Test results for Missouri schools released Monday show that Normandy and Riverview Gardens, the only unaccredited districts in the state, continue to struggle.
State education officials stress that because the Missouri Assessment Program (MAP) tests given in the spring were based on new standards, the results cannot be compared with results from previous years.
District scores on the Annual Performance Report (APR), which are normally released at the same time as the MAP scores, are delayed until at least October as officials work to make sure they accurately reflect districts’ performance.
But compared to other districts in the St. Louis area, as well as to the statewide percentage of students who score in the top two performance categories – proficient or advanced – Normandy and Riverview Gardens lagged.
In English, for example, the statewide average was 59.7 percent of students in the top two categories. Normandy scored 23.8 percent, while Riverview Gardens was at 22.7 percent. In mathematics, with a statewide average of 45.2 percent, Normandy was at 12.4 percent, with Riverview slightly ahead, at 12.6 percent.
The story was similar in science. The statewide average was 56.7 percent, with Normandy at 6.4 percent and Riverview Gardens at 16.8 percent. The brightest spot for Riverview was in social studies, where it scored 39.5 percent compared with 10.1 percent in Normandy and 63.4 percent statewide.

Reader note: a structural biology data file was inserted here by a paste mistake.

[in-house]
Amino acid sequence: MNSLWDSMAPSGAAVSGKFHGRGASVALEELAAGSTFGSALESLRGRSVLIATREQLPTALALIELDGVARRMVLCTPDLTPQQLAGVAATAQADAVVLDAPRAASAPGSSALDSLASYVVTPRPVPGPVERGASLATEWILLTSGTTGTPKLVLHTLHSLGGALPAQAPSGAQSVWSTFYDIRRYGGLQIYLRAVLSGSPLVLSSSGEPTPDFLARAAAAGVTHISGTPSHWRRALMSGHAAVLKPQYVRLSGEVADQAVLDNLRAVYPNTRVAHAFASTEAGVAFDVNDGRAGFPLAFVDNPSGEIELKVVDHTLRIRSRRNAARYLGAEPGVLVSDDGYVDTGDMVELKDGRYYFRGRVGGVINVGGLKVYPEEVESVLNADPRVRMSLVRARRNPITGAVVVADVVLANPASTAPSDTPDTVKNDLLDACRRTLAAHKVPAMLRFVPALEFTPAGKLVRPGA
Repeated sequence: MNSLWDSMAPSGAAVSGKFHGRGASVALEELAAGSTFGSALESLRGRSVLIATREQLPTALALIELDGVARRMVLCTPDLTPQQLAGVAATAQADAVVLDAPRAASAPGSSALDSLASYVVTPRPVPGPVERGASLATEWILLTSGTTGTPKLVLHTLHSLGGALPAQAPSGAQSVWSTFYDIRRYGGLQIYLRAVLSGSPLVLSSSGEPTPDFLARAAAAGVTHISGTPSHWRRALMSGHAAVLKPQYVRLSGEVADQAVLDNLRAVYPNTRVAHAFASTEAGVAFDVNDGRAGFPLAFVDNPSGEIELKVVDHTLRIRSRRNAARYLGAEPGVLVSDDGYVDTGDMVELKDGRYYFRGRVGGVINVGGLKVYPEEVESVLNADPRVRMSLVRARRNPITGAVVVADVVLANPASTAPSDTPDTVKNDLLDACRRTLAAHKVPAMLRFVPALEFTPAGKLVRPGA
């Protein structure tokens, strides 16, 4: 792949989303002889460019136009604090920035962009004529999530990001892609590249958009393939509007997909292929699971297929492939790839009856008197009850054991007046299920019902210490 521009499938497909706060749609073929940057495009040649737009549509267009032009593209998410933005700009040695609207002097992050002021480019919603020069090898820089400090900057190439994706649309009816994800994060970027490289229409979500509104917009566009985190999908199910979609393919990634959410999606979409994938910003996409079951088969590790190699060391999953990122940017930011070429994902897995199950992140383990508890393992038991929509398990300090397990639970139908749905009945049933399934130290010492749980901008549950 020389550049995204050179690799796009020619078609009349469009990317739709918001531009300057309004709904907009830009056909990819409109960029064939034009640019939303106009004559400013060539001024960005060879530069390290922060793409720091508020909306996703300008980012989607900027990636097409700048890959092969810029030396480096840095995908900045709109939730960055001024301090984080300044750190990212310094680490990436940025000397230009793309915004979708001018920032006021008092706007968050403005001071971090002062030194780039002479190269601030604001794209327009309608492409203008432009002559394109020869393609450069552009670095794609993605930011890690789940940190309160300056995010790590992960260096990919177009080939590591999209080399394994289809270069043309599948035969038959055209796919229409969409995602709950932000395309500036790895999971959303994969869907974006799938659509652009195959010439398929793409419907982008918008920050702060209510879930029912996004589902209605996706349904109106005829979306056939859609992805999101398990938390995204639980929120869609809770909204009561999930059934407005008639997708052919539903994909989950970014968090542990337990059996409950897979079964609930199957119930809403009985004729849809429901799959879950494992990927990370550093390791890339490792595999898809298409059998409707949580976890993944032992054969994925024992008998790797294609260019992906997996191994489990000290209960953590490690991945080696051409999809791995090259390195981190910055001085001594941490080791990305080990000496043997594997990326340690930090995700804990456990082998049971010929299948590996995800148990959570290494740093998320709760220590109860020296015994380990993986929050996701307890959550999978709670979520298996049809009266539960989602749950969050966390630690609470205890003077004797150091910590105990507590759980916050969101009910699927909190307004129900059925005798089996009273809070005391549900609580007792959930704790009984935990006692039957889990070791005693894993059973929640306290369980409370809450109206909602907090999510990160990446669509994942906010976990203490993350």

As with last week’s statewide totals, officials said no valid comparison can be made between this year’s percentages and last year’s. This was the first year that tests were based on Common Core state standards, and officials had cautioned that scores were likely to drop, as they typically do, when tests using new standards are introduced.
More changes are coming because lawmakers said Missouri could no longer use Common Core or take part in a consortium with other states that provided tests using those standards. Work groups are formulating new standards, with the results due this fall. Meanwhile, new tests still based on Common Core but using different questions, are being devised for this coming spring.
Sharon Helwig, an assistant commissioner for the Department of Elementary and Secondary Education, acknowledged in an interview from Jefferson City that such constant change is not ideal for a state trying to raise achievement and move into the top tier of states in education by the year 2020.
Noting that the tests were not only different but more demanding, she said:
“We don’t have a trend line now…. This is really probably not the plan we would have put together for our schools, to have these changes coming up in the next few years. But we did plan for this change this year, and we've been working at it for five years, so it was a change that was anticipated.”
Even though they can’t be compared with results from previous years, district numbers can give a relative idea of where districts stand.
For example, statistics for Jennings, which is provisionally accredited but hoping to move up to full accreditation, were 40.0 percent for English, 27.0 percent for math, 27.3 percent for science and 14.7 percent for social studies.